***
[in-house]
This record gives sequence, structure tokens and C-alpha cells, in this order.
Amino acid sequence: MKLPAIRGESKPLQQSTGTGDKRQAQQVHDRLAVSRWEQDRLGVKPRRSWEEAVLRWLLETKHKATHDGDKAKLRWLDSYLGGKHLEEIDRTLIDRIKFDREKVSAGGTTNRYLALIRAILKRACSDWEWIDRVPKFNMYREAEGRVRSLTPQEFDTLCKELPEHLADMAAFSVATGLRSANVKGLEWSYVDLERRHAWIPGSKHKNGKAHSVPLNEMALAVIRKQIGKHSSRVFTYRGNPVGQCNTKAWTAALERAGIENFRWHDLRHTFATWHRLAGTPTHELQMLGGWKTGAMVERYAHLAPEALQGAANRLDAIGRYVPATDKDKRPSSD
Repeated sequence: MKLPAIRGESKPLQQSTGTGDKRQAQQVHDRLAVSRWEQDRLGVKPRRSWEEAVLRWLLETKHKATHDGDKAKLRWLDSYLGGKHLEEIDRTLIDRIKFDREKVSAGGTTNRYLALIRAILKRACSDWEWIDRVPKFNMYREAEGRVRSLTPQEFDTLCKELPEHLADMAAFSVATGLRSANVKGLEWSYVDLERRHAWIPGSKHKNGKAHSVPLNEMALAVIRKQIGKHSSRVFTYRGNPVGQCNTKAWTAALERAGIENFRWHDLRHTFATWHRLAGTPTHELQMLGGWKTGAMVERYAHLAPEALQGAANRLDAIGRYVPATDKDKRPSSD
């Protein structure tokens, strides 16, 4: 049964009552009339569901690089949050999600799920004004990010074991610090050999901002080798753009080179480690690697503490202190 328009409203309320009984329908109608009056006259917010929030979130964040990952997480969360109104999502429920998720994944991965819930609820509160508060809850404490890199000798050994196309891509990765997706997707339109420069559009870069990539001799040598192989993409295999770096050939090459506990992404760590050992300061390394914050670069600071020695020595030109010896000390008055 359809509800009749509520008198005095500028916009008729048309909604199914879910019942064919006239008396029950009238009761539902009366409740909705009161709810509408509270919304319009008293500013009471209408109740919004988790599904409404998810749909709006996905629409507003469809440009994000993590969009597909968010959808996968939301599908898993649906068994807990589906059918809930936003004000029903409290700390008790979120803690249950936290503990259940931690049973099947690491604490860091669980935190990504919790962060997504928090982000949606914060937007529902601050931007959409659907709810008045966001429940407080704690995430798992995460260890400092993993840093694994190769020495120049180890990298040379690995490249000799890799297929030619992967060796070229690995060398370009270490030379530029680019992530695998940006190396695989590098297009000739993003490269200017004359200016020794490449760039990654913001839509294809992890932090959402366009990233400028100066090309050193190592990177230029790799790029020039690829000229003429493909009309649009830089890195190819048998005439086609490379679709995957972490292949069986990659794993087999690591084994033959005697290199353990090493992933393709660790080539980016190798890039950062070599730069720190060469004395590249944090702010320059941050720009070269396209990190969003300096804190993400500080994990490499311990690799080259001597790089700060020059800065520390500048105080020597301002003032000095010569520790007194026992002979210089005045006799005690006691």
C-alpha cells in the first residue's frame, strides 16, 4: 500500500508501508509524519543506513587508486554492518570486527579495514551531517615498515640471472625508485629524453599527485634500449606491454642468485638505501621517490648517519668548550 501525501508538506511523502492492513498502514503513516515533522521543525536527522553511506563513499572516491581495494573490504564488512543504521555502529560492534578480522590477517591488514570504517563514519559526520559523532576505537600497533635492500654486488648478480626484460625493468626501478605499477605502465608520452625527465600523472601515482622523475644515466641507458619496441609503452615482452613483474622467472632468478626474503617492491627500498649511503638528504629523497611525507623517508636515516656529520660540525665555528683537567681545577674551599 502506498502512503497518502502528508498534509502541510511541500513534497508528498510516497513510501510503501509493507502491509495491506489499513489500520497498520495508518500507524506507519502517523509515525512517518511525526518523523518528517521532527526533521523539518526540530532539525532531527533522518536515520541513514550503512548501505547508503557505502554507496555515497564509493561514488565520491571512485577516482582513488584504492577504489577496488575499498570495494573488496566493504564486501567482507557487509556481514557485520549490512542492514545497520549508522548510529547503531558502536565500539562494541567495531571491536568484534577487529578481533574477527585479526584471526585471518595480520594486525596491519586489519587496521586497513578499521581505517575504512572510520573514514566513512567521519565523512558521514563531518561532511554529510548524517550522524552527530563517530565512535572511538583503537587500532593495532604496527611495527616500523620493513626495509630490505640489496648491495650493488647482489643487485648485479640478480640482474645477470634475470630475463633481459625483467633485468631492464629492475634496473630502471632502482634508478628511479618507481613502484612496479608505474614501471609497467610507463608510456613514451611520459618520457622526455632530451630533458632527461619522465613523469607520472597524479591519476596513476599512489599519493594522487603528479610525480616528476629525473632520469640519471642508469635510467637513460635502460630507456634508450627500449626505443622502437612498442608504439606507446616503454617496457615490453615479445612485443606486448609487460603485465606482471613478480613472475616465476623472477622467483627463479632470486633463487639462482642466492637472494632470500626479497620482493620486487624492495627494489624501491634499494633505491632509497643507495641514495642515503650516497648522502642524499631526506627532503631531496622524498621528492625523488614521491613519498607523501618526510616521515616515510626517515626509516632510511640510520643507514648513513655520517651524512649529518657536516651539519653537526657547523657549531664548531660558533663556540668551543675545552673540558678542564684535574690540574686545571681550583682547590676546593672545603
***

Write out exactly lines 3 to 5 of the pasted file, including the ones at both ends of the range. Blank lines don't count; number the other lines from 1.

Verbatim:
Amino acid sequence: MKLPAIRGESKPLQQSTGTGDKRQAQQVHDRLAVSRWEQDRLGVKPRRSWEEAVLRWLLETKHKATHDGDKAKLRWLDSYLGGKHLEEIDRTLIDRIKFDREKVSAGGTTNRYLALIRAILKRACSDWEWIDRVPKFNMYREAEGRVRSLTPQEFDTLCKELPEHLADMAAFSVATGLRSANVKGLEWSYVDLERRHAWIPGSKHKNGKAHSVPLNEMALAVIRKQIGKHSSRVFTYRGNPVGQCNTKAWTAALERAGIENFRWHDLRHTFATWHRLAGTPTHELQMLGGWKTGAMVERYAHLAPEALQGAANRLDAIGRYVPATDKDKRPSSD
Repeated sequence: MKLPAIRGESKPLQQSTGTGDKRQAQQVHDRLAVSRWEQDRLGVKPRRSWEEAVLRWLLETKHKATHDGDKAKLRWLDSYLGGKHLEEIDRTLIDRIKFDREKVSAGGTTNRYLALIRAILKRACSDWEWIDRVPKFNMYREAEGRVRSLTPQEFDTLCKELPEHLADMAAFSVATGLRSANVKGLEWSYVDLERRHAWIPGSKHKNGKAHSVPLNEMALAVIRKQIGKHSSRVFTYRGNPVGQCNTKAWTAALERAGIENFRWHDLRHTFATWHRLAGTPTHELQMLGGWKTGAMVERYAHLAPEALQGAANRLDAIGRYVPATDKDKRPSSD
């Protein structure tokens, strides 16, 4: 049964009552009339569901690089949050999600799920004004990010074991610090050999901002080798753009080179480690690697503490202190 328009409203309320009984329908109608009056006259917010929030979130964040990952997480969360109104999502429920998720994944991965819930609820509160508060809850404490890199000798050994196309891509990765997706997707339109420069559009870069990539001799040598192989993409295999770096050939090459506990992404760590050992300061390394914050670069600071020695020595030109010896000390008055 359809509800009749509520008198005095500028916009008729048309909604199914879910019942064919006239008396029950009238009761539902009366409740909705009161709810509408509270919304319009008293500013009471209408109740919004988790599904409404998810749909709006996905629409507003469809440009994000993590969009597909968010959808996968939301599908898993649906068994807990589906059918809930936003004000029903409290700390008790979120803690249950936290503990259940931690049973099947690491604490860091669980935190990504919790962060997504928090982000949606914060937007529902601050931007959409659907709810008045966001429940407080704690995430798992995460260890400092993993840093694994190769020495120049180890990298040379690995490249000799890799297929030619992967060796070229690995060398370009270490030379530029680019992530695998940006190396695989590098297009000739993003490269200017004359200016020794490449760039990654913001839509294809992890932090959402366009990233400028100066090309050193190592990177230029790799790029020039690829000229003429493909009309649009830089890195190819048998005439086609490379679709995957972490292949069986990659794993087999690591084994033959005697290199353990090493992933393709660790080539980016190798890039950062070599730069720190060469004395590249944090702010320059941050720009070269396209990190969003300096804190993400500080994990490499311990690799080259001597790089700060020059800065520390500048105080020597301002003032000095010569520790007194026992002979210089005045006799005690006691």